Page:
Saturday, February 27, 2016

Panchgani - A Getaway in Sahyadris

Shades of light at Dawn!
Cool breeze, early morning dew on grass, chirping birds and hues of dawn animating a valley – ready for a peaceful wintery morning!

Amphitheatre at New Era School
Winter has practically ended in Mumbai and is on the verge of vanishing from other places around. Maybe it is the onset of summers, or just a yearn of getting lost in the hills again (read travel withdrawal); whatever be the reason, I find myself browsing through pictures of mountainous areas these days. No I do not stay far away from mountains – in fact my home in Mumbai has a pleasant hilly view, but yes I miss the fresh air, the rejuvenating charm and the societal calm that lingers in hill stations. While unfortunately a lot of hill stations are highly commercialized these days the tranquility of Sahyadris lets you bask in that hilly calm anyways. One such hilly town that I simply love for its simplicity is Panchgani – usually known as the twin of Mahabaleshwar.

Valley Near Panchgani
Known for some of the oldest and best boarding schools of India, Panchgani is anything but touristy. In fact it is one of those place people visit – just visit - while holidaying in Mahabaleshwar, but the place in itself is anything but touristy. Panchagani came into existence in early 20th century when a British Officer established this town around a flat plateau which is now known as the table land. Panchgani was established as a retirement resort town, but a lot of locals from close by villages were invited to settle in the new town. Eventually these locals started farming in the surrounding area and now Panchgani is famous throughout India for its strawberry farms.

Local farms in Panchgani
Though strawberries have put Panchgani on the tourist trail, for me its closeness to nature is what makes the place a worthwhile getaway. Overlooking a valley, where Krishna River flows languidly Panchgani surprisingly has beautiful dusks and well as dawns. Apart from the trek trail to Pratapgad Fort, Panchgani has numerous hiking options. Moreover, biking is highly promoted by the Municipal Corporation and the resorts in Panchgani to keep the place pollution free, as the place is recognized as a convalescence centre.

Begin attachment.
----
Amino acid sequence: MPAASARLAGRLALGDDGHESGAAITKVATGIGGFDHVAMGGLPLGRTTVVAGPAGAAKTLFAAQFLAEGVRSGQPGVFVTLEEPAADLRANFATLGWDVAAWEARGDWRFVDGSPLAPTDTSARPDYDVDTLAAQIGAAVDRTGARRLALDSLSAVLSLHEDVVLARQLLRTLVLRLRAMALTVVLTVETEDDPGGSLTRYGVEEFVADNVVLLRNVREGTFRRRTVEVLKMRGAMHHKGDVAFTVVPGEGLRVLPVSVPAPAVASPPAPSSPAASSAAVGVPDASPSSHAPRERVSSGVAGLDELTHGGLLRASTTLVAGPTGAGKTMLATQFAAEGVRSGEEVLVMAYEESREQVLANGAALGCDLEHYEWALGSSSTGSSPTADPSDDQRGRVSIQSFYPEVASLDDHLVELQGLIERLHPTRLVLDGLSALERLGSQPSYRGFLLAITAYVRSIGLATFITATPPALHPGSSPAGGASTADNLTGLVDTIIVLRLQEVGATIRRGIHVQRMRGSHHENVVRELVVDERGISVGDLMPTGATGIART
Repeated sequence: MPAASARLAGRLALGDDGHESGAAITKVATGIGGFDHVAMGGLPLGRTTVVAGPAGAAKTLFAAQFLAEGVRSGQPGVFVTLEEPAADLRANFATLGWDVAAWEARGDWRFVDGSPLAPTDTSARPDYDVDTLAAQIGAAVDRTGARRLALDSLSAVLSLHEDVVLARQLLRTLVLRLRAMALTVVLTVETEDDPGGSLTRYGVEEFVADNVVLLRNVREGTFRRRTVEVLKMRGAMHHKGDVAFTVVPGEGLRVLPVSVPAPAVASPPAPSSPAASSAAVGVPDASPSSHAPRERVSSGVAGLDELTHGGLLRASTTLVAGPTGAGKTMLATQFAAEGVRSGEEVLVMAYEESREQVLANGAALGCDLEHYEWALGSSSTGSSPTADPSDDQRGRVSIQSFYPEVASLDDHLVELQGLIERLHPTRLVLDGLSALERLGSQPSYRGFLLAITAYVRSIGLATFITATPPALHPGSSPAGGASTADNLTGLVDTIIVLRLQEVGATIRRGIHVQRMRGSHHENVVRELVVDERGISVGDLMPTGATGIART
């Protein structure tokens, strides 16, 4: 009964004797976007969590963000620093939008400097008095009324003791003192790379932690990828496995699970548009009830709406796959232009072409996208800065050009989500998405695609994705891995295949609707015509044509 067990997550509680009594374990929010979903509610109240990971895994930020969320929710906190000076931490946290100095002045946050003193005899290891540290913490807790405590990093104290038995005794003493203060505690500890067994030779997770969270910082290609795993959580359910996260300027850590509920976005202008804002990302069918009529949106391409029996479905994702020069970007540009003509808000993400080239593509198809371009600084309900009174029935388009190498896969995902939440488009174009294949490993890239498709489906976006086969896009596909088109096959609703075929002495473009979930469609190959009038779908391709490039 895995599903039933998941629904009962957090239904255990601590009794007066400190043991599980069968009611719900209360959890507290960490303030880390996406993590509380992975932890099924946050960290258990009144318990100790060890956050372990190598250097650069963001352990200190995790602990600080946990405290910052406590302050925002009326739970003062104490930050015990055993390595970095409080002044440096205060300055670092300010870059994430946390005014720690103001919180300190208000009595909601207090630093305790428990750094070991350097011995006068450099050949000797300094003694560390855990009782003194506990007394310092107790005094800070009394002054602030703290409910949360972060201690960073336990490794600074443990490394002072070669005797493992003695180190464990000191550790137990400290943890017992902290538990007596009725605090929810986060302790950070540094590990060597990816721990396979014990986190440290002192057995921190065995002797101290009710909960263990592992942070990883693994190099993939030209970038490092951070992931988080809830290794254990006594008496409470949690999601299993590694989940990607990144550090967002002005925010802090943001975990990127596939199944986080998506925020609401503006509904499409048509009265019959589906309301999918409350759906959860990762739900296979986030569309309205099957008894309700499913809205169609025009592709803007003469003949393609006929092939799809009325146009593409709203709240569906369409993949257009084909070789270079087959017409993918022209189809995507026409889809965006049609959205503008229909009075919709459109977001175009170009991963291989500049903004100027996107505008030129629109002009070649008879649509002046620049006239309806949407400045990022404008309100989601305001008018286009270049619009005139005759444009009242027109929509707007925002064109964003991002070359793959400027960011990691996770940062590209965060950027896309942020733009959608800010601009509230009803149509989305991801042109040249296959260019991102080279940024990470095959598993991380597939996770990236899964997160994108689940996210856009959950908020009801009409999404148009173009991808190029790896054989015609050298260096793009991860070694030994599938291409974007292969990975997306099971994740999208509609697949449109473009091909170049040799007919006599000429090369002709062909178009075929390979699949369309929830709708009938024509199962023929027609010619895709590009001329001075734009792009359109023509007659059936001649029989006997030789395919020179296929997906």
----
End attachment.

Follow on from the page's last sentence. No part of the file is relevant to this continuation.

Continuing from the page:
Krishna River, Dhom Dam - View from New Era School
The best spots to gauge the beauty of Panchgani are actually the boarding schools and if you do have an opportunity to enter one of them – do not let that chance go! If not the boarding schools, make way to Strawberry Inn – one of the best views of the valley and undoubtedly the best Parsi Restaurant in the town. A lot of Parsi’s made Panchgani their home in 1950’s and since then the community has been thriving there so Strawberry Inn is more of a local delight.

The Chapel at St. Joseph's Convent School
Panchgani was never a native to anyone but within a century it has become home to so many, that tells you of charm of this tiny town in the Western Ghats. Next time you plan to take a vacation in Mahabaleshwar spend a couple of days in Panchgani and you will know why Panchgani needs exploring and not just a visit.

Meandering Koyna 
What else to do in Panchgani: